WordTips is your source for cost-effective Microsoft Word training. (Microsoft Word is the most popular word processing software in the world.) This tip (7069) applies to Microsoft Word 2007, 2010, 2013, 2016, 2019, and Word in Microsoft 365. You can find a version of this tip for the older menu interface of Word here: Scaling Graphics in a Macro.

Author Bio

Allen Wyatt

With more than 50 non-fiction books and numerous magazine articles to his credit, Allen Wyatt is an internationally recognized author. He is president of Sharon Parq Associates, a computer and publishing services company. ...

MORE FROM ALLEN

Using Drag-and-Drop to Create a Hyperlink

If you open workbooks in two instances of Excel, you can use drag-and-drop techniques to create hyperlinks from one ...

Discover More

Stopping Fractions from Reducing

Enter a fraction into Excel, and you may be surprised that the program reduces the faction to its simplest form. If you ...

Discover More

Understanding Fill Effects

Want to fill a drawing shape with more than just a color? Word allows you to use all sorts of fills, as described in this ...

Discover More

Create Custom Apps with VBA! Discover how to extend the capabilities of Office 2013 (Word, Excel, PowerPoint, Outlook, and Access) with VBA programming, using it for writing macros, automating Office applications, and creating custom applications. Check out Mastering VBA for Office 2013 today!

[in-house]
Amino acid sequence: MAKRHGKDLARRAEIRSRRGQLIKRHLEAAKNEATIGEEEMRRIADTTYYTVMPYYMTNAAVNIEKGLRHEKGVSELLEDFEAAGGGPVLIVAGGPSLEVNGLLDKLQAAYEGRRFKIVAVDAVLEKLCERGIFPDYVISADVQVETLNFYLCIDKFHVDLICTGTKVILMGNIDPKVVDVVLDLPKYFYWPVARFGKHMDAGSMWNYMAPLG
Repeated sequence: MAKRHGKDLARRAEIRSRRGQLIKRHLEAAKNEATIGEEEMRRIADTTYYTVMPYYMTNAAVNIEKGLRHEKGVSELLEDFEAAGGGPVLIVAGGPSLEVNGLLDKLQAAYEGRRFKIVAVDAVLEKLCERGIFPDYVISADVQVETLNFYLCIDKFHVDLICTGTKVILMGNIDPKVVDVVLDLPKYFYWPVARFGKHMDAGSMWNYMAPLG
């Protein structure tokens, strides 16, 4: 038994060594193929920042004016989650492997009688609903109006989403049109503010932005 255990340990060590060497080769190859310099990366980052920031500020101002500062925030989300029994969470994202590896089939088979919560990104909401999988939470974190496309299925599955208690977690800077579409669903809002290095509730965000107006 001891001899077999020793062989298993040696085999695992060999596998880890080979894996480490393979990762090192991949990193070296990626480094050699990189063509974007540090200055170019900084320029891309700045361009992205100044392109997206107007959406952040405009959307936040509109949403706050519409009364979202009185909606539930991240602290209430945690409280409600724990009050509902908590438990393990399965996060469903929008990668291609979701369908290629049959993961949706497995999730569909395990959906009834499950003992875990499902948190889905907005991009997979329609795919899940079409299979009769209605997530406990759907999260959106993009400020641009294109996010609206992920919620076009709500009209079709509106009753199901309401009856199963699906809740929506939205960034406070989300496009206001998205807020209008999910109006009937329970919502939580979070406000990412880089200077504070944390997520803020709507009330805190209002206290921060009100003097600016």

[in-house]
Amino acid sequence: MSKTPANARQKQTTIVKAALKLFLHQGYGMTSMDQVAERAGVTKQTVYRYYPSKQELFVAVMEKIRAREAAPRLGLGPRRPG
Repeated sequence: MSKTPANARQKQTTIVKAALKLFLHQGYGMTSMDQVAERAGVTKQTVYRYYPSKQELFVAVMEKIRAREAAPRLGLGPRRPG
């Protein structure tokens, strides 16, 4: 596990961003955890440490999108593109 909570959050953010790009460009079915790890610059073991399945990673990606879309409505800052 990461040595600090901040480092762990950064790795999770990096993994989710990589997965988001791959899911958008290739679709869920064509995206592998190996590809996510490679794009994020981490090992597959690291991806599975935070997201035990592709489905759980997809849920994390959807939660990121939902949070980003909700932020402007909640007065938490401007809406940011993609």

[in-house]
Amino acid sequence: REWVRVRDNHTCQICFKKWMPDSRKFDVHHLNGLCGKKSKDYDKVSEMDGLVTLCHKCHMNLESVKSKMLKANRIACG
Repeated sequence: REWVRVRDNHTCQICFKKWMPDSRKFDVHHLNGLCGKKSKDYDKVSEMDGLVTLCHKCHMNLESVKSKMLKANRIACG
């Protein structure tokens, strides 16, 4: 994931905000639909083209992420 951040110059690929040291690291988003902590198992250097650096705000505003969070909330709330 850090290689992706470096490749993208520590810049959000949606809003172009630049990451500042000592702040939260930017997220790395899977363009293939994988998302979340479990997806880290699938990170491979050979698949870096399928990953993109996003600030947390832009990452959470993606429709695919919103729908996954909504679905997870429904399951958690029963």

More WordTips (ribbon)

Choosing an Insert Method for Pictures

The way that you choose to add pictures to your document can have an effect on the file size of those documents. It is ...

Discover More

Anchoring Objects by Default

When you position objects (such as text boxes or graphics) on a page, one of the things you can do is to anchor the ...

Discover More

Moving Images Behind Text

When positioning images in a document, you may want them to appear behind text, so that the text shows up over the top of ...

Discover More
Subscribe

FREE SERVICE: Get tips like this every week in WordTips, a free productivity newsletter. Enter your address and click "Subscribe."

View most recent newsletter.

Comments

If you would like to add an image to your comment (not an avatar, but an image to help in making the point of your comment), include the characters [{fig}] (all 7 characters, in the sequence shown) in your comment text. You’ll be prompted to upload your image when you submit the comment. Maximum image size is 6Mpixels. Images larger than 600px wide or 1000px tall will be reduced. Up to three images may be included in a comment. All images are subject to review. Commenting privileges may be curtailed if inappropriate images are posted.

What is seven more than 9?

There are currently no comments for this tip. (Be the first to leave your comment—just use the simple form above!)


This Site

Got a version of Word that uses the ribbon interface (Word 2007 or later)? This site is for you! If you use an earlier version of Word, visit our WordTips site focusing on the menu interface.

Videos
Subscribe

FREE SERVICE: Get tips like this every week in WordTips, a free productivity newsletter. Enter your address and click "Subscribe."

(Your e-mail address is not shared with anyone, ever.)

View the most recent newsletter.